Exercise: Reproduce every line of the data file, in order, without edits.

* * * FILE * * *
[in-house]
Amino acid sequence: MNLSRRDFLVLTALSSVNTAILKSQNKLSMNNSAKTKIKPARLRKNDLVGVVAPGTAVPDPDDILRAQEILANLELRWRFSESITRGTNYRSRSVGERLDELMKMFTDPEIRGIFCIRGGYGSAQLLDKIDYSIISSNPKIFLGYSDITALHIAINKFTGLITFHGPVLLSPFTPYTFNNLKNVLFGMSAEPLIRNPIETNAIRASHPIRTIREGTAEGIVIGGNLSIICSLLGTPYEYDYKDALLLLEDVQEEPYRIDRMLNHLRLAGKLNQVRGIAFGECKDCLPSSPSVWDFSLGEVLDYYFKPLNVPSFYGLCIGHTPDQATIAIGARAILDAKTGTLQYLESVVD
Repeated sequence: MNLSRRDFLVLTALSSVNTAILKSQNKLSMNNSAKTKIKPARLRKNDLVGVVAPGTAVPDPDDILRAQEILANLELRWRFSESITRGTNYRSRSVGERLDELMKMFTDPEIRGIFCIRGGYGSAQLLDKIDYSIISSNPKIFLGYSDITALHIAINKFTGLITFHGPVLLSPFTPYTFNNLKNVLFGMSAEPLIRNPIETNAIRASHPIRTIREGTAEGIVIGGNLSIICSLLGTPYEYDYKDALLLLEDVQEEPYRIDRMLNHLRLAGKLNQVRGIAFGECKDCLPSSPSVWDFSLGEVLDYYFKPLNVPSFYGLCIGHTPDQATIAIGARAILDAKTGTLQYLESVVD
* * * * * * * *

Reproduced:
[in-house]
Amino acid sequence: MNLSRRDFLVLTALSSVNTAILKSQNKLSMNNSAKTKIKPARLRKNDLVGVVAPGTAVPDPDDILRAQEILANLELRWRFSESITRGTNYRSRSVGERLDELMKMFTDPEIRGIFCIRGGYGSAQLLDKIDYSIISSNPKIFLGYSDITALHIAINKFTGLITFHGPVLLSPFTPYTFNNLKNVLFGMSAEPLIRNPIETNAIRASHPIRTIREGTAEGIVIGGNLSIICSLLGTPYEYDYKDALLLLEDVQEEPYRIDRMLNHLRLAGKLNQVRGIAFGECKDCLPSSPSVWDFSLGEVLDYYFKPLNVPSFYGLCIGHTPDQATIAIGARAILDAKTGTLQYLESVVD
Repeated sequence: MNLSRRDFLVLTALSSVNTAILKSQNKLSMNNSAKTKIKPARLRKNDLVGVVAPGTAVPDPDDILRAQEILANLELRWRFSESITRGTNYRSRSVGERLDELMKMFTDPEIRGIFCIRGGYGSAQLLDKIDYSIISSNPKIFLGYSDITALHIAINKFTGLITFHGPVLLSPFTPYTFNNLKNVLFGMSAEPLIRNPIETNAIRASHPIRTIREGTAEGIVIGGNLSIICSLLGTPYEYDYKDALLLLEDVQEEPYRIDRMLNHLRLAGKLNQVRGIAFGECKDCLPSSPSVWDFSLGEVLDYYFKPLNVPSFYGLCIGHTPDQATIAIGARAILDAKTGTLQYLESVVD